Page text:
“The 16 route is a trolley route, however we have had to dieselize it (trade out the vehicles to diesel buses) since September as there has been a major construction project on the western portion of the route. The project involved water pipe replacement in the Angus Drive section of the route, and the buses could not use the existing roadway as the wires had to come down for the construction equipment to operate safely. The nearest wires for the route to use were Granville Street, which would result in a large loss of service area where there is no alternate bus route available. To ensure we have service in the general area we go to the diesel fleet and use nearby roads that can handle buses.

    As for the determination of trolley routes they are historical, and based on wire location. We have a fixed trolley wire infrastructure and while we have added some turning wire over time, we really have not added a significant amount of running line over the years so the trolley service area is fixed. Trolley infrastructure is quite costly, as it includes not only wire and poles but rectifier stations for power.”

  • By ;-), March 16, 2015 @ 11:24 pm

    I’ll add when trolleys were extended to Stanley Park… there was a lot of debate whether to have dirty diesels vs the blight of wires in the trees.

  • By Cliff, March 19, 2015 @ 10:00 pm

    Are there any future plans for trolleybus expansion?

    There’s a report out there that states if the Canada Line wasn’t built, the trolleybus system would have been expanded into Richmond and to the airport over a bus only No 4 Rd – Cambie Street Bridge.

    Other than that, I haven’t heard about anything else. Is extending the wires along Marine Drive a future priority for TransLink? How about the wires on Lougheed Highway where they currently end at Boundary Loop?

    Is Vancouver’s trolleybus system to remain the same for the long term future?

  • By Adrienne Coling, March 20, 2015 @ 12:50 pm

    Hi Cliff,
    Thanks for your comments and questions! Below are some answers for you from CMBC.

    We are working with the City to provide additional wire in the downtown area to offer more routing options. However, there are no current plans to expand beyond Vancouver at this time.

    Years ago an extension of the line along Hastings into Burnaby was proposed. While a great many people love the trolleys there are as many that feel the infrastructure in somewhat ugly with all the wires overhead and it’s not just a case of putting in wires. The network must be designed and engineered so that posts can support the wires and carry the power, that switches are properly located so that poles do not get lost etc. Trolleys not only need overhead infrastructure but also require power, which is not the standard household power. We have to install rectifier stations that convert the power for trolley usage. These are costly (depending on size, location etc $3M and upward). In addition we have special line crews to repair and maintain the system.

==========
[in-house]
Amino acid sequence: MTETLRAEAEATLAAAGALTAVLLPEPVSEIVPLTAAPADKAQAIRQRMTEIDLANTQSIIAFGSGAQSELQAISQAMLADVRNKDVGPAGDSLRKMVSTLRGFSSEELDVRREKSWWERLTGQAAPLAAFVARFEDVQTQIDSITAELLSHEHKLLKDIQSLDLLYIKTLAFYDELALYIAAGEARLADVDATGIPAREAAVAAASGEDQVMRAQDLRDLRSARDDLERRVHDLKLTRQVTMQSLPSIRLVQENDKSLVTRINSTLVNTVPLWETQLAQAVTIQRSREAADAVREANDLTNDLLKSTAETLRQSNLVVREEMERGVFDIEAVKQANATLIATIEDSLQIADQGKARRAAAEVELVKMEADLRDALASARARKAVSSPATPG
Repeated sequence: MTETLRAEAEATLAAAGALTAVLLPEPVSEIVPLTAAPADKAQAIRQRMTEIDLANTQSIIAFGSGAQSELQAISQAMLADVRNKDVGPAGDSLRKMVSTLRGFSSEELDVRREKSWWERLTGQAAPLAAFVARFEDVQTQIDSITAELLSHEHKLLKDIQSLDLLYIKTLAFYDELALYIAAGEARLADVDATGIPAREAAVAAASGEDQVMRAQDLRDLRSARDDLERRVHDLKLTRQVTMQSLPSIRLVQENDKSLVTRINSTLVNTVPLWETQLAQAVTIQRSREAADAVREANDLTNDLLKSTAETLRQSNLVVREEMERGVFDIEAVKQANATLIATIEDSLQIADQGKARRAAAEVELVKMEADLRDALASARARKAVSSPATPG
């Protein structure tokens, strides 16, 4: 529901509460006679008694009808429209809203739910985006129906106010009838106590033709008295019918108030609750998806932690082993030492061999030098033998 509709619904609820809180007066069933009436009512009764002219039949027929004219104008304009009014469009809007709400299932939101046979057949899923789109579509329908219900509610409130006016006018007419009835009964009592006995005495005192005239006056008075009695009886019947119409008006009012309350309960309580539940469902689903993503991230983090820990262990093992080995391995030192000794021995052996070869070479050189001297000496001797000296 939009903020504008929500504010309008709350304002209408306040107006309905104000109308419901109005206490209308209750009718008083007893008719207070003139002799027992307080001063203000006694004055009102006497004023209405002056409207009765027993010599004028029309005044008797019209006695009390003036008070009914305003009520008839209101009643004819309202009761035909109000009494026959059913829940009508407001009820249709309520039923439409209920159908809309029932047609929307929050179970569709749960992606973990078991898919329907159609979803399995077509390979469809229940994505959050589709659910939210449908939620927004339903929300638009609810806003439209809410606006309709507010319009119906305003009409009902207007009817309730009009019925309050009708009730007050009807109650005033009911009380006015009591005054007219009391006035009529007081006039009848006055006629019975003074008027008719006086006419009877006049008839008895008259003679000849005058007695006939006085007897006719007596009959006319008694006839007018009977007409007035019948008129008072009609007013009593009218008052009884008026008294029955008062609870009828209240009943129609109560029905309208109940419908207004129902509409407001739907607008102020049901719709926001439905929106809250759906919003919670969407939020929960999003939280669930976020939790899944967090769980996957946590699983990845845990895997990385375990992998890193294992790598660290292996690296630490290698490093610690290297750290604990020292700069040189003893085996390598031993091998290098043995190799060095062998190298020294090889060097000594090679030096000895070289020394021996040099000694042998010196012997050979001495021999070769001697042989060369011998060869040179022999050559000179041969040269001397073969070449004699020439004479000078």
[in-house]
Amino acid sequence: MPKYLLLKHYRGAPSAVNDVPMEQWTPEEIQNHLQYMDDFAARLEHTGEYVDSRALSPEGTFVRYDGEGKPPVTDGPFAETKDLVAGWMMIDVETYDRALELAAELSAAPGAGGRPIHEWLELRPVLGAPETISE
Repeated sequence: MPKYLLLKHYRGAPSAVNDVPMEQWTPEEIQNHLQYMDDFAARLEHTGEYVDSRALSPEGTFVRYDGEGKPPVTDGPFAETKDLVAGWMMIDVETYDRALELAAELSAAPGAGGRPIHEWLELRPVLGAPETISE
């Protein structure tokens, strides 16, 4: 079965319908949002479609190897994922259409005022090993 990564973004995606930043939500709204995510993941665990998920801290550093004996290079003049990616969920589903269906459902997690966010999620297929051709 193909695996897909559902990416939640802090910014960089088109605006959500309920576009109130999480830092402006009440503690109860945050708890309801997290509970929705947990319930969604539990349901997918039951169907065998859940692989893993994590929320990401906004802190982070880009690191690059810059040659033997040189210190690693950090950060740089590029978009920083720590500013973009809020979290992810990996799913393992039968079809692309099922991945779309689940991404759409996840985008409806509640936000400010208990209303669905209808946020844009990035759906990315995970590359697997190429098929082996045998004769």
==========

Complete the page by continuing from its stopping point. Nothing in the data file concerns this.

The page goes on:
Marine Drive extension.
    This was looked at but there are issues with the height below the Knight Street Bridge – there is insufficient room under the structure to accommodate the wire hangers and necessary overhead.

    Lougheed Hwy
    No, this area is now served by the Millennium Line and the nature of the road design does not lend itself to bus service. There are numerous driveways and no sidewalks in much of the area.

    Electric buses have a long life span and our trolleys are relatively new (2006 and later). We would not be looking to replace until 2025. As we always do we will review current technology available at that time.

  • By elevtechlift, June 13, 2015 @ 10:48 pm

    Are there plans in the future to make a trolleybus route a B-Line route along with purchasing more articulated trolleybuses and expanding it beyond Metrotown? It would be cool for a trolleybus route to become the first electrified B-Line route.

  • By elevtechlift, September 12, 2015 @ 10:13 pm

    I would like to see the trolley bus network be extended in the future to other routes such as the 155, 145, 143 (although going to be discontinued due to the opening of the Evergreen Line, still have the infrastructure in place for expansions into the Tri-Cities and more where local conventional routes can be fully electrified including 188), 135, 130 (between Kootenay Loop, Hastings, and Metrotown Station), 123, 112, 106, and 101 as those are on busy roads, steep hills, passes through a hospital, and is essential to reduce further emissions.